By David Schoen

Sonja Maier Geismar, a native of Baden in Southwest Germany, was just four years old when discrimination laws were implemented in Germany.

She remembers Kristallnacht, a slaughter of over 90 Jewish citizens carried out by the Sturmabteilung Army in Nazi Germany across two days in November 1938.

Geismar restated the conflicts that European Jews were faced with during Hitler’s reign: “Do you leave or do you stay? And if you stay, at what point would you leave? And where would you go?”

She also noted that problems didn’t start and end in Europe. Anti-Semtiism was wide-spread; at the Summer of 1938’s Évian Conference, “only the Dominican Republic and Bolivia were willing to accept refugees.” The Nazis “justified their policies” using the “dismal” outcome of this international meeting.

Nazi belligerence against Jews kept increasing as the 1940s loomed, prompting Geismar’s family to flee Germany on the MS St. Louis ship to Cuba.

The MS St. Louis’s brochure claimed that “it’s a ship in which one travels securely and lives in comfort.” Six months after Kristallnacht, Geismar and her family boarded the MS St. Louis on May 13th, 1939.

Alas, the Geismar family, along with over 930 other passengers, were denied entry to Cuba. A new law, Decree 937, “required written authorization from Cuba’s Secretaries of Labor and State plus a $500 bond for each person” for access.

The Captain, Gustav Schröder, vowed to not return the ship to Germany.

Of the hundreds of passengers, many were dispersed throughout Europe and the U.K. following their denied entry to Cuba. However, 254 former MS St. Louis passengers were forcibly taken and killed by Nazis in select countries during the Holocaust.

Following her voyage on the MS St. Louis, Geismar and her family found temporary refuge in England for eight months.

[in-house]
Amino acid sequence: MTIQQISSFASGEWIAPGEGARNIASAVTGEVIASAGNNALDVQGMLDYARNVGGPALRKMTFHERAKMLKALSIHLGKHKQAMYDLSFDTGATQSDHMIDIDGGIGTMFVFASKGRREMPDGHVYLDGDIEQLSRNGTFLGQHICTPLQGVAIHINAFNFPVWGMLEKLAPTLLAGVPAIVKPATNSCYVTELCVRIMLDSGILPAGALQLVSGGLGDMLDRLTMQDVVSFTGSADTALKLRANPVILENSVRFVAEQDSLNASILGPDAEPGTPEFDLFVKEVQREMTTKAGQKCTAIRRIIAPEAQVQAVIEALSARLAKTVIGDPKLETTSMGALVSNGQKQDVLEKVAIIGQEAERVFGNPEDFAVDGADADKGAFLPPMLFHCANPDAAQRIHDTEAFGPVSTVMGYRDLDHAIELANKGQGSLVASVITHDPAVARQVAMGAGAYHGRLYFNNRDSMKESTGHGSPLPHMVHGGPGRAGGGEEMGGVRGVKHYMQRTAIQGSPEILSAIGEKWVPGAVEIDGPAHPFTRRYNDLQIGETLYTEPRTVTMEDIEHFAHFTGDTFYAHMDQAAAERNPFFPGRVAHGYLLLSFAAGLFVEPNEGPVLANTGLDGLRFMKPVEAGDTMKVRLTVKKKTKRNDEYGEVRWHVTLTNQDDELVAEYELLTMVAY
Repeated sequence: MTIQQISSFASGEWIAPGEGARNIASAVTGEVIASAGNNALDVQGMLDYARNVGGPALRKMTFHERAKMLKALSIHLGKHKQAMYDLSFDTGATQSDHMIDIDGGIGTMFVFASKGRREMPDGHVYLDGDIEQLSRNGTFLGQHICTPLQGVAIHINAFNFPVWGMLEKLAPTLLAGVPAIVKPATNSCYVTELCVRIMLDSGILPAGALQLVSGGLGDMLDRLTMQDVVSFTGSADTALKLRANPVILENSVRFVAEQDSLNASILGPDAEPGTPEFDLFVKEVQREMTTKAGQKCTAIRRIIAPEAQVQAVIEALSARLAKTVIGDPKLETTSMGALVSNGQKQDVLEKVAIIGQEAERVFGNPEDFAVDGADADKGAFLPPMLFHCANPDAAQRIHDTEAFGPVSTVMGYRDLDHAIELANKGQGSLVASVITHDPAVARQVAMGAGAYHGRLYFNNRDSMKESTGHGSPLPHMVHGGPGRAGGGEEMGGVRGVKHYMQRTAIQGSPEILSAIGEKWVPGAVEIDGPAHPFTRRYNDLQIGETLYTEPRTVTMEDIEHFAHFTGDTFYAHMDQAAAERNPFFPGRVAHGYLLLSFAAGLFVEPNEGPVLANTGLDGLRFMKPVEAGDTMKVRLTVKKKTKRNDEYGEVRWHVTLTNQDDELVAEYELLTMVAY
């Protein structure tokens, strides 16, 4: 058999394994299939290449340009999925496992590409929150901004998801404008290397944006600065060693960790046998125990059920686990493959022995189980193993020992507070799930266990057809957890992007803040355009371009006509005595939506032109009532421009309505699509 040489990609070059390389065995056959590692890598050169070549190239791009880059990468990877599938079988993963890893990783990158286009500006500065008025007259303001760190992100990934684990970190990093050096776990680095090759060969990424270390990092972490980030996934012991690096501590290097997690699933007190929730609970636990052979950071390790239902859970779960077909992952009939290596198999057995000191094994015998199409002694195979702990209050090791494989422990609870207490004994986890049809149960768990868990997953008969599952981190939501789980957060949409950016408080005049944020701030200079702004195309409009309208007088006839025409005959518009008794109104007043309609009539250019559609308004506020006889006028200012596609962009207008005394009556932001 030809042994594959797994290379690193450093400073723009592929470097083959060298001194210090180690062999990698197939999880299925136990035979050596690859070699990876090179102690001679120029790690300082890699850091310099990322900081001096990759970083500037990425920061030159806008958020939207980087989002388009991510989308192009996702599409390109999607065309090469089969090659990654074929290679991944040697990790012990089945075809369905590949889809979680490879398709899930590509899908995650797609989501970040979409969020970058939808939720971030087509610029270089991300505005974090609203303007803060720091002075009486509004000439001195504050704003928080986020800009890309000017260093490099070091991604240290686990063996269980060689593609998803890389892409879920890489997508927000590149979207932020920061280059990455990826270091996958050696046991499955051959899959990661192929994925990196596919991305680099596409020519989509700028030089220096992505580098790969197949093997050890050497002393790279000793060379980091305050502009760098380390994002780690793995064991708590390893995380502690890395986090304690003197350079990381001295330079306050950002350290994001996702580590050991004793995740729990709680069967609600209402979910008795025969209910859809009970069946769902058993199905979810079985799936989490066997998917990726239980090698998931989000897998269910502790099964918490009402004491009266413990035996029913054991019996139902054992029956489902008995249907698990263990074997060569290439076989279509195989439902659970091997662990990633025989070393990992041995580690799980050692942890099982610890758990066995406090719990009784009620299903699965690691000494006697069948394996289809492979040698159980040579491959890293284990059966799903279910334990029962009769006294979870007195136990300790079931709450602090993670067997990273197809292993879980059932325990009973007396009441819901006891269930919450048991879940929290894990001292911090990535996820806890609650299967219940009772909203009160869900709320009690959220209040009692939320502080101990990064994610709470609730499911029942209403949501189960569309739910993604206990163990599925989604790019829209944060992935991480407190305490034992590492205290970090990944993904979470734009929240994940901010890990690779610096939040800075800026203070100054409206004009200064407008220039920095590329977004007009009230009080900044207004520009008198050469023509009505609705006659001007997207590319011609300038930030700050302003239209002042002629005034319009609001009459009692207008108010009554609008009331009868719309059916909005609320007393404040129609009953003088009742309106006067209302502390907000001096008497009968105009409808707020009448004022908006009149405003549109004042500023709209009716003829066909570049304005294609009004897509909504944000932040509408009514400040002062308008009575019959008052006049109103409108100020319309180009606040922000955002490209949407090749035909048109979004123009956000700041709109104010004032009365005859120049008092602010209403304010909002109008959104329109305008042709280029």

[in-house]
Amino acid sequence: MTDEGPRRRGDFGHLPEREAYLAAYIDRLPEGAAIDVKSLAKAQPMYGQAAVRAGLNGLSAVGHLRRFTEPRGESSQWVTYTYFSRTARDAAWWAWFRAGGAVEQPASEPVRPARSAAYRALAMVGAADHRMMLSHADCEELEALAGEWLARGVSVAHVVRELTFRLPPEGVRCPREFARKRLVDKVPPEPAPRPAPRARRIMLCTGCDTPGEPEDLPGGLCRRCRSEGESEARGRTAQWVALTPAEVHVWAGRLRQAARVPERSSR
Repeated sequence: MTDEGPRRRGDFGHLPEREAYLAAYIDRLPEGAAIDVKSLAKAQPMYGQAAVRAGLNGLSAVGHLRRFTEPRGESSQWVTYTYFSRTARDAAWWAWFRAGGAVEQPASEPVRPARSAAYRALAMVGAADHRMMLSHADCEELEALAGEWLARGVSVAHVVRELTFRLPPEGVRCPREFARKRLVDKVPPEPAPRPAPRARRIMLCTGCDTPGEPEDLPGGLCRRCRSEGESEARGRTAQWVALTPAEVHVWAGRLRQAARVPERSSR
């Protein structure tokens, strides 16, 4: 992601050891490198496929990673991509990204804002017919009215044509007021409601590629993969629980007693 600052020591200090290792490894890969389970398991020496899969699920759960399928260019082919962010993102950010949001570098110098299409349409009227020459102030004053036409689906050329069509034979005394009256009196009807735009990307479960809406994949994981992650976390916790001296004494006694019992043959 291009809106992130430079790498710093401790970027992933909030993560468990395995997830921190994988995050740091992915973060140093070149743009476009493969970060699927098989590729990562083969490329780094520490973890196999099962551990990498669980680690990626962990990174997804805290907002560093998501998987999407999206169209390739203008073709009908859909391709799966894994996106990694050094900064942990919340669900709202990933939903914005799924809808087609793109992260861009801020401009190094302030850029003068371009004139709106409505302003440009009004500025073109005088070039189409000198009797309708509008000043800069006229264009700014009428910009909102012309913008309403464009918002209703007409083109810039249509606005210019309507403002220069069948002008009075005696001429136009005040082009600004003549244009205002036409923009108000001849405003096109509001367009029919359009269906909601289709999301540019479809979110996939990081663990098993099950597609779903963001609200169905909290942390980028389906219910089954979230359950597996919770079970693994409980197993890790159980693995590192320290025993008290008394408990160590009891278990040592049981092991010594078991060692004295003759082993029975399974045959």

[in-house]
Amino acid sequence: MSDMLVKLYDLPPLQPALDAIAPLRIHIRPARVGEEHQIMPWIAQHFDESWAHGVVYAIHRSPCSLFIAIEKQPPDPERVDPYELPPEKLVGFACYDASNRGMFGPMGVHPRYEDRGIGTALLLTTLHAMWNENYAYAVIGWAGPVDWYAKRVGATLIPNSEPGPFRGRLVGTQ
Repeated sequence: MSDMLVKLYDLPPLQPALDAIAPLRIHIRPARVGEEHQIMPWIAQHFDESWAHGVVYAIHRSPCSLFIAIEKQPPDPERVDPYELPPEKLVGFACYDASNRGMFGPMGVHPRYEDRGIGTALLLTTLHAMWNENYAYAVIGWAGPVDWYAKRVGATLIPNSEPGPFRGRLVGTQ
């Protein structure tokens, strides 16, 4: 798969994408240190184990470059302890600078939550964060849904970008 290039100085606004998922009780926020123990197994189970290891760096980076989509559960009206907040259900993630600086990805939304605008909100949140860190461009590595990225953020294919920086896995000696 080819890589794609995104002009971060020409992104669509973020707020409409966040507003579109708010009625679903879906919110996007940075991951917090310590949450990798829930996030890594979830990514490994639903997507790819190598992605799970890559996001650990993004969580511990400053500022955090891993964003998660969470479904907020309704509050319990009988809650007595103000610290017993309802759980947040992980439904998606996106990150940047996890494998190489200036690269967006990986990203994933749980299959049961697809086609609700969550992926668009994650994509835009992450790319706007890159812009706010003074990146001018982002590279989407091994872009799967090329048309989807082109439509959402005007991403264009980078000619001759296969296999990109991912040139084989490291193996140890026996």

She claims that, after World War II started in September 1939, “air raids, shelters, and gas masks became routine.”

The Geismar family was then allowed access to immigrate to the United States soon after the war began.

They arrived in America on February 11th, 1940.

Geismar recalled that her family “awoke early to glimpse the Statue of Liberty as we entered New York harbor” and deemed it “a sight I will never forget.”

The family moved to The Bronx where, “with the help of the Hebrew Immigrant Aid Society,” they rented their own apartment.

Geismar’s father took a job as a night watchman. However, one of Geismar’s funniest revelations was that he was fired shortly thereafter for falling asleep on the job. Geismar’s father later “started his own business as a personal shopper” and, after his death, his wife continued the family business until she died in 2003 at the age of 93.

Sonja Maier Geismar thanked the many people who helped Jews, including the countless “unsung heroes and diplomats” from Asia and South America that “issued visas to help immigrants escape from Europe.”

She stated that “it took the authors of Refuge Denied nearly 10 years to locate virtually all the passengers or their descendants” and that, through the efforts of a former passenger, “contacts were maintained and reunions were held.”

She revealed that she attended “an unforgettable and emotional four-day reunion to commemorate the 70th anniversary of the St. Louis with 33 other passengers and their guests.”

Geismar concluded her speech with Protestant pastor Martin Niemöller’s quote: “First, they came for the Socialists, and I did not speak out because I was not a Socialist. Then, they came for the Trade Unionists, and I did not speak out because I was not a Trade Unionist. Then, they came for the Jews, and I did not speak out because I was not a Jew. Then, they came for me, and there was no one left to speak up for me.”

Sonja Maier Geismar currently lives in NYC and works as a librarian.

Geismar has a husband, Arnold, and said that they are “blessed with a wonderful family.”

Their daughter and son-in-law, Lisa and Aaron Leitner respectively, live in Israel with their three children. Geismar’s son and his wife, Lawrence and Stephanie respectively, have two children of their own named Ethan and Arielle.

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